The health and safety of our clients remains our highest priority, today and always. Even though we requested and received an exemption from the Governor’s Order of 3/19/2020 and have been deemed to play a critical role necessary to sustain life, we will continue to practice social distancing with video and/or phone conferencing to meet with our clients rather than face-to-face meetings, as well as car-side signings.

We are open for business and are here to provide you with the same service as always.

We know this is a sensitive and uncertain time, especially for our elderly clients. Let us know if there is anything we can do to help. If you have any questions on estate planning at any age, long-term care planning, Medicaid, guardianships, estate issues, special needs, or any question on how to improve the quality of life of a senior, please reach out.

We can be reached at (570) 784-5211 or through email at [email protected].

3 signs your elderly parent may need a guardian

| Feb 24, 2020 | Elder Law

As your parents age, at some point, they may no longer be able to care for themselves. You may be worried if you feel they can’t make important decisions or if they refuse to. For some families, adult children must seek guardianship for an elderly parent, so someone else can approve medical care for them and more. But how do you know when your parent might need a guardian?

It’s a tricky decision because a court must rule your parent is incompetent to make decisions on their own. Some of the signs your parent may need a guardian include the following:

  1. Your parent has been diagnosed with dementia or Alzheimer’s and refuses to sign over power of attorney. Early after a diagnosis of a memory illness, your mom or dad likely still can manage their affairs. Yet at some point, it will become evident they can’t. Perhaps bills are going unpaid or you discover your parent hasn’t paid taxes for the last few years. You may need to gain guardianship of them.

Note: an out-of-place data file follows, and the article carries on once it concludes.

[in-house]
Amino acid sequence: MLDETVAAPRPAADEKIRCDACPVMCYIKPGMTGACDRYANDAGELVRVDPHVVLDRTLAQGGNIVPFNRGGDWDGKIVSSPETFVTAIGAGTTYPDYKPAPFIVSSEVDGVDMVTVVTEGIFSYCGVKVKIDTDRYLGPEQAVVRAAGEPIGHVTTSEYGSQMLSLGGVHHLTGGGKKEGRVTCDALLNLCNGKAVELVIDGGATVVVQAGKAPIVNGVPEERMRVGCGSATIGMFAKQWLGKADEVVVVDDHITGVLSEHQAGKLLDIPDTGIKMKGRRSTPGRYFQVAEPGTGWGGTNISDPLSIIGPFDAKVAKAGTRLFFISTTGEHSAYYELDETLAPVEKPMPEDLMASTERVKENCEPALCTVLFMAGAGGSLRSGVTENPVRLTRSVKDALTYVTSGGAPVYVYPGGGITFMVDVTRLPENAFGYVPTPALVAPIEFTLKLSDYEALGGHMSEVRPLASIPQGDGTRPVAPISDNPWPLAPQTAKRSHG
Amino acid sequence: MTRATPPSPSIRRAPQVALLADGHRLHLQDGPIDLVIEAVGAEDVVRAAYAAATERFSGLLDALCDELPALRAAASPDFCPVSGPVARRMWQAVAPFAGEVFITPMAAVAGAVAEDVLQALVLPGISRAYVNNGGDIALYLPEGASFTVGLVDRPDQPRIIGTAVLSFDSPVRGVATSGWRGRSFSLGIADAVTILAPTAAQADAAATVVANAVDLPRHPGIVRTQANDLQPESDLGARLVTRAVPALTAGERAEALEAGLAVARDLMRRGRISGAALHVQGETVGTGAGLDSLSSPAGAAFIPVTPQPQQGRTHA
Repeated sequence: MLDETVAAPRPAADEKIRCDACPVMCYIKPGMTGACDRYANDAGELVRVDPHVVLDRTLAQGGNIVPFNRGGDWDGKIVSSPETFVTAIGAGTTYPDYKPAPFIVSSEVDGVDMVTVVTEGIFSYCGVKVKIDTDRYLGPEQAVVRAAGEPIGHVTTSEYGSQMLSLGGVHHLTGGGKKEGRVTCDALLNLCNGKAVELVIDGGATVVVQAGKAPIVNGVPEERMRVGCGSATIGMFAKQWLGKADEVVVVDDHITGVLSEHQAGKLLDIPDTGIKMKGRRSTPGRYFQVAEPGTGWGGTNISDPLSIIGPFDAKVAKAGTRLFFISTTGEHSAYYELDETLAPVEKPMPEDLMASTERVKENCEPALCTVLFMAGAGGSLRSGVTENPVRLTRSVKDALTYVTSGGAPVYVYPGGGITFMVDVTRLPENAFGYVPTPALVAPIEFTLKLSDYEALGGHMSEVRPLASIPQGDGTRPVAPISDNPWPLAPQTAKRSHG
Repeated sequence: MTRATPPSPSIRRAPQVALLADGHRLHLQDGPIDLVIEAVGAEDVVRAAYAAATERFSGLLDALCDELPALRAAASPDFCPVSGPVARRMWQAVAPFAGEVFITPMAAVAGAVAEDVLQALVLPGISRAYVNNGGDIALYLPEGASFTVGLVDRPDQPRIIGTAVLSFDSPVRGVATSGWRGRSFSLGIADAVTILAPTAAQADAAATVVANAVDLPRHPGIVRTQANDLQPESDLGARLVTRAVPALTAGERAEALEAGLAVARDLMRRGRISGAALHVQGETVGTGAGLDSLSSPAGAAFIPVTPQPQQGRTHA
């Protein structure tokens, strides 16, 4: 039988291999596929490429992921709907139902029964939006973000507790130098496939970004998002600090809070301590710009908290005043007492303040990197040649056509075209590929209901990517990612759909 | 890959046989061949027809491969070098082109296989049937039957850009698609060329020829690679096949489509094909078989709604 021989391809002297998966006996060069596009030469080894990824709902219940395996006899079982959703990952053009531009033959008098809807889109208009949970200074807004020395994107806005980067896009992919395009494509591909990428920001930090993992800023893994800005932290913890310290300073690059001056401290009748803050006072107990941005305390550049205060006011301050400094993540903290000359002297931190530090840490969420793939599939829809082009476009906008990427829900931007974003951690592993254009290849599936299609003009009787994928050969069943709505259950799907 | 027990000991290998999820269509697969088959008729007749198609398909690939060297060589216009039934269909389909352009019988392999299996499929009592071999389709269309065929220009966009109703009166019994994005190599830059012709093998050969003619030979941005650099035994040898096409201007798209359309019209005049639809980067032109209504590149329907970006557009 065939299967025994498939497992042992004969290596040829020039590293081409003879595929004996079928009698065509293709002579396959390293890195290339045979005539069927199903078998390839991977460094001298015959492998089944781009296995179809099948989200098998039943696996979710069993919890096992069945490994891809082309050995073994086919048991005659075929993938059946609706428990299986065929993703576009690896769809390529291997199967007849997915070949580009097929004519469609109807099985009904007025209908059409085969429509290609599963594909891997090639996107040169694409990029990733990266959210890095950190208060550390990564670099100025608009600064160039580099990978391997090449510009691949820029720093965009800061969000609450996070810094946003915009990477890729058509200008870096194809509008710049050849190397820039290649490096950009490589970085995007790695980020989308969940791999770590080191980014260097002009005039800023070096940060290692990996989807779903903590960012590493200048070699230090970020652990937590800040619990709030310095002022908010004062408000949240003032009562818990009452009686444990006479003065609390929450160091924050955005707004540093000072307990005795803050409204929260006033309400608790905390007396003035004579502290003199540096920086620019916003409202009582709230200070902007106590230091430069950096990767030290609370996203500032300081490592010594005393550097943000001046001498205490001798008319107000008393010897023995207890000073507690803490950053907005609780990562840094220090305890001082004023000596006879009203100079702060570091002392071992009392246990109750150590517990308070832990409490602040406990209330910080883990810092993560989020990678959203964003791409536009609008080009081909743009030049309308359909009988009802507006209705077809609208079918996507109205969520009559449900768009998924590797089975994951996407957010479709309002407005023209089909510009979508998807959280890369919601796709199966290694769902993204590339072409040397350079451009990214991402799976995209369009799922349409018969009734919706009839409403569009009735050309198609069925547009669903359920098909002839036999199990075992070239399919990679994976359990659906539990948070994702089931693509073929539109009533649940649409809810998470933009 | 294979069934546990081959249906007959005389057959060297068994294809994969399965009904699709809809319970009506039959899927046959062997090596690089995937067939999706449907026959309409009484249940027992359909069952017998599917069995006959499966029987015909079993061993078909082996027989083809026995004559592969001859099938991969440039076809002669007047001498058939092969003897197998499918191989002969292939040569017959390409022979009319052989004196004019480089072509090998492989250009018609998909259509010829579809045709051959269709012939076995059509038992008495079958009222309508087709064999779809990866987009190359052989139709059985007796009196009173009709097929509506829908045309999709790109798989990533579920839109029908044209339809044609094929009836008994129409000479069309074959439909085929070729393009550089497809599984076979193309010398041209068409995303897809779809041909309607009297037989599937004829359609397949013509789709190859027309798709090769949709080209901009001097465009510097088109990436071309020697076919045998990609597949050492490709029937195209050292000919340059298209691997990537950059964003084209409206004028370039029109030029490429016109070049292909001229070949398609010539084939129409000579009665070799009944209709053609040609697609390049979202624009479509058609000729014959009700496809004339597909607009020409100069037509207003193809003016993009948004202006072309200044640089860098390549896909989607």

2. Your parent refuses to go in a nursing home, but they require high-level care. Becoming elderly isn’t easy. Sometimes, a parent just will refuse to enter a nursing home, even if their doctor recommends it and it’s the best option for them. This is a situation where gaining guardianship of your parent can help.
  3. Your parent becomes incapacitated in an accident or suffers from mental illness and hasn’t named a medical power of attorney. If your parent suddenly is injured in a serious car accident or fall, or suffers from mental illness when medication is vital, you may need to seek guardianship of them. This is especially true if your mom or dad hasn’t appointed anyone as their power of attorney for medical decisions.

Seeking guardianship of an elderly parent is a complicated, costly process. The court will inform your siblings if you want to be your parent’s guardian. That can cause family disagreements. You should consult an elder law attorney before you start the process. An attorney can advise you if seeking guardianship for your parent is the best option.